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Paul Wolfe


Photo 2017-09-21, 5 41 16 PM.jpg
Photo 2017-09-21, 5 35 09 PM.jpg

I have been practicing massage therapy in Ottawa for thirty years, specializing in Integrative Manual Therapy (IMT) and Craniosacral Therapy (CST). I graduated from Kikkawa College in 1989 and have since completed further training in the following areas: Craniosacral Therapy with John Upledger of the Upledger Institute; Integrative Manual Therapy with Sharon Weiselfish-Giammatteo; Visceral Manipulation training.


Integrative Manual Therapy is a collection of tools that investigates the subtle mechanical tensions that can develop in different body systems, such as organs, nerves, fascia, and joints. I draw on an appropriate tool to address the lesions in those systems which limit the tissue's flexibility and functionality. These tools include craniosacral therapy (if the limitations mainly affect the central nervous system), neural tissue tension techniques (to address problems in the peripheral system), or visceral techniques if there are tensions around the organs. My specialty within this field is addressing the stresses and impacts that manifest or originate in the head and spine through craniosacral therapy. CST is a way to address the slight mechanical perturbations that develop in the environment of the head and spine. Craniosacral work can be most useful addressing issues such as low back pain, concussions, chronic headaches, or migraines.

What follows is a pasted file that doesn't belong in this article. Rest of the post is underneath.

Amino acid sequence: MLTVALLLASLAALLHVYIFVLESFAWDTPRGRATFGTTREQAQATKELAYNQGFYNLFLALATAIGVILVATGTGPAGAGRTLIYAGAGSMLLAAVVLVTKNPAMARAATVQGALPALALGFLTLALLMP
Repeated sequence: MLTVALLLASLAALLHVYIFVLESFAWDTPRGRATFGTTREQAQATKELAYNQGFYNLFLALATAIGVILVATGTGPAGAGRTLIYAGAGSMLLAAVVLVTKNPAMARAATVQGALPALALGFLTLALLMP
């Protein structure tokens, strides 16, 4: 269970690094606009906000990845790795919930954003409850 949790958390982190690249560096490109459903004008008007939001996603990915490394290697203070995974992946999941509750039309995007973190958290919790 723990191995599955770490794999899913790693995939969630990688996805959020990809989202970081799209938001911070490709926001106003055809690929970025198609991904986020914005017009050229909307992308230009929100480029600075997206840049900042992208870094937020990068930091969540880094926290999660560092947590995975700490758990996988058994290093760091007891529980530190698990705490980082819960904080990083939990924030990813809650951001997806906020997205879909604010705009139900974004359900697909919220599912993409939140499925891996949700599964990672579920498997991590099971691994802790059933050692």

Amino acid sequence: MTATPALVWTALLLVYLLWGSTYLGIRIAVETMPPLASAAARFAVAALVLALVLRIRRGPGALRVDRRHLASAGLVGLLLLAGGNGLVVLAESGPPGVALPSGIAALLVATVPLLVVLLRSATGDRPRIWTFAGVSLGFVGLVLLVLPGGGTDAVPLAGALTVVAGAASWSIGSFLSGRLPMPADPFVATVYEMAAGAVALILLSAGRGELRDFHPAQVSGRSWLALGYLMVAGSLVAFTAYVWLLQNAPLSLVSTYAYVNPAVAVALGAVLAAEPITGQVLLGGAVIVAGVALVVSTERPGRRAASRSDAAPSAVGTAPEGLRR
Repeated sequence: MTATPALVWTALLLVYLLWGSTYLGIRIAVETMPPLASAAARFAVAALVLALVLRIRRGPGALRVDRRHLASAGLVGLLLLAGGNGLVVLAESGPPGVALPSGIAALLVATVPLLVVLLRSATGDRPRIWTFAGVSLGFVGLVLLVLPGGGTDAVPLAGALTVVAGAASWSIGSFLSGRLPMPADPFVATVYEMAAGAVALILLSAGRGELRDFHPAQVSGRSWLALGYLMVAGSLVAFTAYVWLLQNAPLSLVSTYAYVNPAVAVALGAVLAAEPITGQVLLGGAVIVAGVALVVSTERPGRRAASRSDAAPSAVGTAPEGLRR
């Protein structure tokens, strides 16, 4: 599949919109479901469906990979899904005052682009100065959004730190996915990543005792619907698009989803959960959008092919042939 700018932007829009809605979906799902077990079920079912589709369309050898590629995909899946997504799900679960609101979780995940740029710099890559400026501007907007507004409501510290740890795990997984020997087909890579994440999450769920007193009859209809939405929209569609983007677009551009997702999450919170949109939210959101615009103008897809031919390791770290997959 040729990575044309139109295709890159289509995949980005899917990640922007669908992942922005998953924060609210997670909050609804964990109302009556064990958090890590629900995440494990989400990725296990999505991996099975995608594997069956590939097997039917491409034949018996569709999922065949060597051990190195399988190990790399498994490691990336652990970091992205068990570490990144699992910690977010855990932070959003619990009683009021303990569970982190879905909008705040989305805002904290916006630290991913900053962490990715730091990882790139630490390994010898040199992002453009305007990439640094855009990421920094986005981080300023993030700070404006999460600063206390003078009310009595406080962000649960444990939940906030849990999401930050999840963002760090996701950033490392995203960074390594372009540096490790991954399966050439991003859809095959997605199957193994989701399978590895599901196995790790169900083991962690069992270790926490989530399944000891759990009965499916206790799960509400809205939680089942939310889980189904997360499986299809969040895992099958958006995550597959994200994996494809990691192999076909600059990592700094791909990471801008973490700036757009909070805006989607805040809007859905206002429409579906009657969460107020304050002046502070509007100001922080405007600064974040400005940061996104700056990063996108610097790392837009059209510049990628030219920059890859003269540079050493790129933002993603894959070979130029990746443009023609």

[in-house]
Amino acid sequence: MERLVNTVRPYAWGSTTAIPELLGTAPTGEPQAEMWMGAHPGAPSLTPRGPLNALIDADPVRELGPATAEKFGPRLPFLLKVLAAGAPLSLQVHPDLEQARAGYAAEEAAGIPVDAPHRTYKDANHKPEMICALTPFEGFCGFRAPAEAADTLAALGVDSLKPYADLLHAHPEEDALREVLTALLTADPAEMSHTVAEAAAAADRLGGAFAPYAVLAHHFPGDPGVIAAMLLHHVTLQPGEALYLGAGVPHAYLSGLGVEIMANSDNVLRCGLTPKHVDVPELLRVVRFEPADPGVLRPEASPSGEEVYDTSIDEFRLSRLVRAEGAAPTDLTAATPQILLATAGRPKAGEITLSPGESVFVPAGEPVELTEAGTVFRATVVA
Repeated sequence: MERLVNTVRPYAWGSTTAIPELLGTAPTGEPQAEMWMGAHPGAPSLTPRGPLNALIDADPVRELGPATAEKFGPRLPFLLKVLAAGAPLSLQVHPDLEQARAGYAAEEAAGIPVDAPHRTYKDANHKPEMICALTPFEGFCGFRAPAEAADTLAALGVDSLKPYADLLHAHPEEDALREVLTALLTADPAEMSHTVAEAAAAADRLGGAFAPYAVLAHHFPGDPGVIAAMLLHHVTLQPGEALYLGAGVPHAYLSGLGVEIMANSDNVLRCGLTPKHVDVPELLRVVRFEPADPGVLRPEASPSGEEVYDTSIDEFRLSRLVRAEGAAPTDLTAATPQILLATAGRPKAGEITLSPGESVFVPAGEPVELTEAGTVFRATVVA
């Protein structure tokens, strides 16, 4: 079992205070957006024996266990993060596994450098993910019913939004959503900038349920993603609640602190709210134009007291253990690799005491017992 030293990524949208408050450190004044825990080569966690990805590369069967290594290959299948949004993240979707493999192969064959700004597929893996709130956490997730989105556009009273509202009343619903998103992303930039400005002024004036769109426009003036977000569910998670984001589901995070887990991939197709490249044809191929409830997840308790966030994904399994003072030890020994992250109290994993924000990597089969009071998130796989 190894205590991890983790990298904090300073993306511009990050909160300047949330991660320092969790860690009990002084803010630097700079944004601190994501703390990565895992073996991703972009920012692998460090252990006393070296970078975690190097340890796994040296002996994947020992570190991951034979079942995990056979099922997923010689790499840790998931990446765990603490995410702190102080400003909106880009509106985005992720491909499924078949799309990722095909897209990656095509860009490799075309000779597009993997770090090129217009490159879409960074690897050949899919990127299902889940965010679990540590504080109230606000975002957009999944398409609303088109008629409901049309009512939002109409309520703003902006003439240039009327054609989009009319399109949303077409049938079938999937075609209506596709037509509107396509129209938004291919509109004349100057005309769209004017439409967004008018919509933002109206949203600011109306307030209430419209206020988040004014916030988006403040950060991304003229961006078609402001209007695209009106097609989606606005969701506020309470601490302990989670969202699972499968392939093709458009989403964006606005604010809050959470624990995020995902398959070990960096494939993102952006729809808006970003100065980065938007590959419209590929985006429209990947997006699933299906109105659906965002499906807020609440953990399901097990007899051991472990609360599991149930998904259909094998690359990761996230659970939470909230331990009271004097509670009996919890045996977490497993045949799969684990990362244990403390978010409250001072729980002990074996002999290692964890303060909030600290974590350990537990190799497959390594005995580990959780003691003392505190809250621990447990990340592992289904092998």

The body prioritizes various threats to its different systems, creating a hierarchy of tissues in the body. Some tissues are more important than others. Consider the lowly muscle.  Muscles may be overused to the point of soreness but more often they tighten as a protective reflex when more important tissues are under stress; the goal becomes to disarm the reflexes, identify and address the distress of the most significant system.  My goal is to assess the lesions that are preoccupying the body the most and hopefully put them at ease.


Imagine putting a clothespin in a large wrinkle of clothing by your elbow; it would be instantly much harder to stretch out your arm, let alone throw a ball or reach the top shelf. Let's say that there are three main kinds of stresses: mechanical, chemical, and emotional.  All three take up residence in our body and the effect of those cumulative stresses is like putting clothes pins through our clothing (tissues). The goal is to find the clothes pins then shrink them or take them out of the tissue so that they aren’t creating so much drag on the rest of the body’s systems.

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